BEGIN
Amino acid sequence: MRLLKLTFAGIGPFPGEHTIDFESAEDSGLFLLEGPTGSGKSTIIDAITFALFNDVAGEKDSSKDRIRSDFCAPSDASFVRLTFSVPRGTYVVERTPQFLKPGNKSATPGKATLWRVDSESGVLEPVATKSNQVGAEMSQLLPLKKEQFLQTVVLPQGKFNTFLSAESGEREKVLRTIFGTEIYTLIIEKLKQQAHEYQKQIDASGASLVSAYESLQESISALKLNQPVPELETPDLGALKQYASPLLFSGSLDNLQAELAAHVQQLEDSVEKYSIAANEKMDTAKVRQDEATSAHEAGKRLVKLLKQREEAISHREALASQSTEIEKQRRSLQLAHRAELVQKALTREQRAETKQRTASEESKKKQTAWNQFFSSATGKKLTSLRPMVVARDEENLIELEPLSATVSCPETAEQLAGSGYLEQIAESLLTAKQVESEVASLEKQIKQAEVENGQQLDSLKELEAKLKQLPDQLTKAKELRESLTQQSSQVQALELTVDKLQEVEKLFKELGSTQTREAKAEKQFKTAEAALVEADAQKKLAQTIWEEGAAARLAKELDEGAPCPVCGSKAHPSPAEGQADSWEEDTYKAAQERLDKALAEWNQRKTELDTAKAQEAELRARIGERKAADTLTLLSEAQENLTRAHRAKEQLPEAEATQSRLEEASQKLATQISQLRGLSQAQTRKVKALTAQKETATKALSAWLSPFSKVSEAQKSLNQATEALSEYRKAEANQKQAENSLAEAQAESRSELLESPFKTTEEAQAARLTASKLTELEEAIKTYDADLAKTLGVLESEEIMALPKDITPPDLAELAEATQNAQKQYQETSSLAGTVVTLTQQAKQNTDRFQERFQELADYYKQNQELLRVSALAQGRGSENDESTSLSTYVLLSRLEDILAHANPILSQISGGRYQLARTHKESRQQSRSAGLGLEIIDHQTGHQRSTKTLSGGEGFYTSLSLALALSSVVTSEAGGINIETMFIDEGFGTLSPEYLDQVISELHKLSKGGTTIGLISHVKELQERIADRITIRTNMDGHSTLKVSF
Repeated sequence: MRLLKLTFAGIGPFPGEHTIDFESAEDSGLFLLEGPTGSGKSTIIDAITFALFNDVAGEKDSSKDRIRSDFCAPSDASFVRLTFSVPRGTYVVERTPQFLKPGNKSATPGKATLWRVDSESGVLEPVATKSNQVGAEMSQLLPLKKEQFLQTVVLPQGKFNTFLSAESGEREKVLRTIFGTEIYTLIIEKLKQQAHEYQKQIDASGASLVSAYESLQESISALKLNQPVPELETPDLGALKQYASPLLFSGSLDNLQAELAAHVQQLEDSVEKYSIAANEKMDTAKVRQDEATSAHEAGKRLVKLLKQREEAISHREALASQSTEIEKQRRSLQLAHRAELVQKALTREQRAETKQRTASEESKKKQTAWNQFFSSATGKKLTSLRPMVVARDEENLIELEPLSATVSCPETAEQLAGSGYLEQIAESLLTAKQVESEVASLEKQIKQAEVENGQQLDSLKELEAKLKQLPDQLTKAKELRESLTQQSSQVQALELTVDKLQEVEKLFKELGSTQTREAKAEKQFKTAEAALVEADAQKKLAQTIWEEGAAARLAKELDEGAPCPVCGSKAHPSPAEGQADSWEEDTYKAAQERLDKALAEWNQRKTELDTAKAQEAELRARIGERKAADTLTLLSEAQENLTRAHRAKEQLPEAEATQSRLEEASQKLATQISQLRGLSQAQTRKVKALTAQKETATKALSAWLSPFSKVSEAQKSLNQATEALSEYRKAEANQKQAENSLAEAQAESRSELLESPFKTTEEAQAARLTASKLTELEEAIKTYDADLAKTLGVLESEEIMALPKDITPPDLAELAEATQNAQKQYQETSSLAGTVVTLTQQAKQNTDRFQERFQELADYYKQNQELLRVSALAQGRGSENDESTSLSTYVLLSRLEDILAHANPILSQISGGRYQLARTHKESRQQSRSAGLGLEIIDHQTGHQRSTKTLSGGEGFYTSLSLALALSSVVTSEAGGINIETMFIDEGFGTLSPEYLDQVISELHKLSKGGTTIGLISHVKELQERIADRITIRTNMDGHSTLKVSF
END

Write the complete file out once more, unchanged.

Amino acid sequence: MRLLKLTFAGIGPFPGEHTIDFESAEDSGLFLLEGPTGSGKSTIIDAITFALFNDVAGEKDSSKDRIRSDFCAPSDASFVRLTFSVPRGTYVVERTPQFLKPGNKSATPGKATLWRVDSESGVLEPVATKSNQVGAEMSQLLPLKKEQFLQTVVLPQGKFNTFLSAESGEREKVLRTIFGTEIYTLIIEKLKQQAHEYQKQIDASGASLVSAYESLQESISALKLNQPVPELETPDLGALKQYASPLLFSGSLDNLQAELAAHVQQLEDSVEKYSIAANEKMDTAKVRQDEATSAHEAGKRLVKLLKQREEAISHREALASQSTEIEKQRRSLQLAHRAELVQKALTREQRAETKQRTASEESKKKQTAWNQFFSSATGKKLTSLRPMVVARDEENLIELEPLSATVSCPETAEQLAGSGYLEQIAESLLTAKQVESEVASLEKQIKQAEVENGQQLDSLKELEAKLKQLPDQLTKAKELRESLTQQSSQVQALELTVDKLQEVEKLFKELGSTQTREAKAEKQFKTAEAALVEADAQKKLAQTIWEEGAAARLAKELDEGAPCPVCGSKAHPSPAEGQADSWEEDTYKAAQERLDKALAEWNQRKTELDTAKAQEAELRARIGERKAADTLTLLSEAQENLTRAHRAKEQLPEAEATQSRLEEASQKLATQISQLRGLSQAQTRKVKALTAQKETATKALSAWLSPFSKVSEAQKSLNQATEALSEYRKAEANQKQAENSLAEAQAESRSELLESPFKTTEEAQAARLTASKLTELEEAIKTYDADLAKTLGVLESEEIMALPKDITPPDLAELAEATQNAQKQYQETSSLAGTVVTLTQQAKQNTDRFQERFQELADYYKQNQELLRVSALAQGRGSENDESTSLSTYVLLSRLEDILAHANPILSQISGGRYQLARTHKESRQQSRSAGLGLEIIDHQTGHQRSTKTLSGGEGFYTSLSLALALSSVVTSEAGGINIETMFIDEGFGTLSPEYLDQVISELHKLSKGGTTIGLISHVKELQERIADRITIRTNMDGHSTLKVSF
Repeated sequence: MRLLKLTFAGIGPFPGEHTIDFESAEDSGLFLLEGPTGSGKSTIIDAITFALFNDVAGEKDSSKDRIRSDFCAPSDASFVRLTFSVPRGTYVVERTPQFLKPGNKSATPGKATLWRVDSESGVLEPVATKSNQVGAEMSQLLPLKKEQFLQTVVLPQGKFNTFLSAESGEREKVLRTIFGTEIYTLIIEKLKQQAHEYQKQIDASGASLVSAYESLQESISALKLNQPVPELETPDLGALKQYASPLLFSGSLDNLQAELAAHVQQLEDSVEKYSIAANEKMDTAKVRQDEATSAHEAGKRLVKLLKQREEAISHREALASQSTEIEKQRRSLQLAHRAELVQKALTREQRAETKQRTASEESKKKQTAWNQFFSSATGKKLTSLRPMVVARDEENLIELEPLSATVSCPETAEQLAGSGYLEQIAESLLTAKQVESEVASLEKQIKQAEVENGQQLDSLKELEAKLKQLPDQLTKAKELRESLTQQSSQVQALELTVDKLQEVEKLFKELGSTQTREAKAEKQFKTAEAALVEADAQKKLAQTIWEEGAAARLAKELDEGAPCPVCGSKAHPSPAEGQADSWEEDTYKAAQERLDKALAEWNQRKTELDTAKAQEAELRARIGERKAADTLTLLSEAQENLTRAHRAKEQLPEAEATQSRLEEASQKLATQISQLRGLSQAQTRKVKALTAQKETATKALSAWLSPFSKVSEAQKSLNQATEALSEYRKAEANQKQAENSLAEAQAESRSELLESPFKTTEEAQAARLTASKLTELEEAIKTYDADLAKTLGVLESEEIMALPKDITPPDLAELAEATQNAQKQYQETSSLAGTVVTLTQQAKQNTDRFQERFQELADYYKQNQELLRVSALAQGRGSENDESTSLSTYVLLSRLEDILAHANPILSQISGGRYQLARTHKESRQQSRSAGLGLEIIDHQTGHQRSTKTLSGGEGFYTSLSLALALSSVVTSEAGGINIETMFIDEGFGTLSPEYLDQVISELHKLSKGGTTIGLISHVKELQERIADRITIRTNMDGHSTLKVSF